I could purchase a 92 transalp, in very good condition for the trip. I love the ergonomics of that bike, but it's older, and I'd expect parts to be more of a hassle than the Suzuki. Additional downsides are the fact that it's carb'd vs fuel injected which just seems like a hassle when traveling in the andes, and that it's beautiful, so my heart would break every time I damaged it, where I find the Vstrom kinda ugly, so marring up the paint on it would only make it charming to me.

    I've got the F650 which is a big plus for it and it's got all the fancy touring bits as well, TT bags, ohlins shock, extra fuel tanks, nice seat etc. My concerns with it is that it's really cramped two up. On the 1150 she could move around a bit where on the F650 she's nearly on top of me and we're both thin people (170/110). There's also the issue of parts, I've had trouble before getting sprockets in the right size outside of a dealer or the internet, and the bike already has 53K on the frame and 15K on the current motor. I'm also a bit tired of paying the roundel tax every time it needs something.

    By selling the F650, I'd have enough budget to purchase a DL650 or the transalp and put an extra grand or two into getting it setup for us. OR I could put a grand into the F650 (upgrade the wheels, lower the suspension for additional traction against tip overs when two up, and purchase some spares).

    What does ADVrider think I should do?

    EDIT: Oh right what kind of riding do we plan to do? I like to camp on the beach, Ruta 40 is very appealing to me and so are most of the tracks in Bolivia, I'd like to spend a week camping in the Atacama, visiting places like the Salar de Uyuni, Largo Verde, calle del muerte, etc. I'm less interested in tropical jungle and wrestling the bike through mud/clay seems like a bad time on just about anything less than a dirt bike. I plan to cover most of the distance between points A and B on pavement but I also plan to take many side trips on dirt roads and use dirt roads to reach more out of the way towns. The judgement I've used in the past is that if it's the main road that the locals use I'll go for it. Anything rougher/steeper than the road to Batopilas I don't think we'd be too interested in.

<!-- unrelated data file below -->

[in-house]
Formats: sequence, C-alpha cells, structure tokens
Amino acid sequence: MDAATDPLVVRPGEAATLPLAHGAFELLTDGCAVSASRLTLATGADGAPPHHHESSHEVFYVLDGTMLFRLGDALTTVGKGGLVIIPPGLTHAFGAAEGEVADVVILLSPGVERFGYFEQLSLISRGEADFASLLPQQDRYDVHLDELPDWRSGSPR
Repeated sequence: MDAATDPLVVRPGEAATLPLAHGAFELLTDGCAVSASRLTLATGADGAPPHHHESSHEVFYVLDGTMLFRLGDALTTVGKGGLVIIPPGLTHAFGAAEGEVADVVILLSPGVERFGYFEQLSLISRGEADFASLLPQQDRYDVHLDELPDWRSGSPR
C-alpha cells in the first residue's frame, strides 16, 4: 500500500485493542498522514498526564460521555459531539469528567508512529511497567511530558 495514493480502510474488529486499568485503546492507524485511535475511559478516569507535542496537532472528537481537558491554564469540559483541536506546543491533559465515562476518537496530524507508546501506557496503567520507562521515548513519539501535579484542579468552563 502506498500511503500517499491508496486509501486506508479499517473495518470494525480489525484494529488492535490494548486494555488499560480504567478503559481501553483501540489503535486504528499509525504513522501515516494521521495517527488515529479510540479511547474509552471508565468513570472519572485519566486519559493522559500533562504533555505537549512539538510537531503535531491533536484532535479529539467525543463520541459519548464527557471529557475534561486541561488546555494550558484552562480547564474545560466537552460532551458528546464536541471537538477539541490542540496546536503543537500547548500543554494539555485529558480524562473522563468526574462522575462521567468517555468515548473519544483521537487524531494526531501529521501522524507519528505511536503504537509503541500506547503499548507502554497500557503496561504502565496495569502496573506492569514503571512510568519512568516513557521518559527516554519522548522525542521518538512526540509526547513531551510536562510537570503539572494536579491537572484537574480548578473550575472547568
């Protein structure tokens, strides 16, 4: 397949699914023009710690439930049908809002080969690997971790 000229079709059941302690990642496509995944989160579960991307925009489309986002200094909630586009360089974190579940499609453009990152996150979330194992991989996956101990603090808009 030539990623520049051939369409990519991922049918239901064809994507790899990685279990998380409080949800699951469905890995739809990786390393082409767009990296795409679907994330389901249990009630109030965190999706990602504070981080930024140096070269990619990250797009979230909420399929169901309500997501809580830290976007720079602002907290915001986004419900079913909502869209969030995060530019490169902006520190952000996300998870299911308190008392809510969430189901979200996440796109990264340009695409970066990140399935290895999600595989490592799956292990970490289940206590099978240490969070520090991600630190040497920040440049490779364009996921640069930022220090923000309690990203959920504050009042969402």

#97
  18. JamesOn2Wheels

    JamesOn2Wheels Banned

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    dammit..back in the states
    I still like the little Qingqi/Euromot dr200 copy
    2000 bucks in Chile, 3000 in Colombia, 2500 in Costa Rica
    heading out of Santiago this week on one

    Zig
    #98
  19. Adv Grifter

    Adv Grifter on the road o'dreams

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    The DL650 is just about the perfect mid size choice. Once your F650 is fully loaded up with gear and going two up, it will not have that much advantage over the DL650 off road. It does have more ground clearance but with a bash plate and better suspension the Wee will do remarkably well off road. It's not a moto crosser but very capable, even two up. Check the Ride Reports.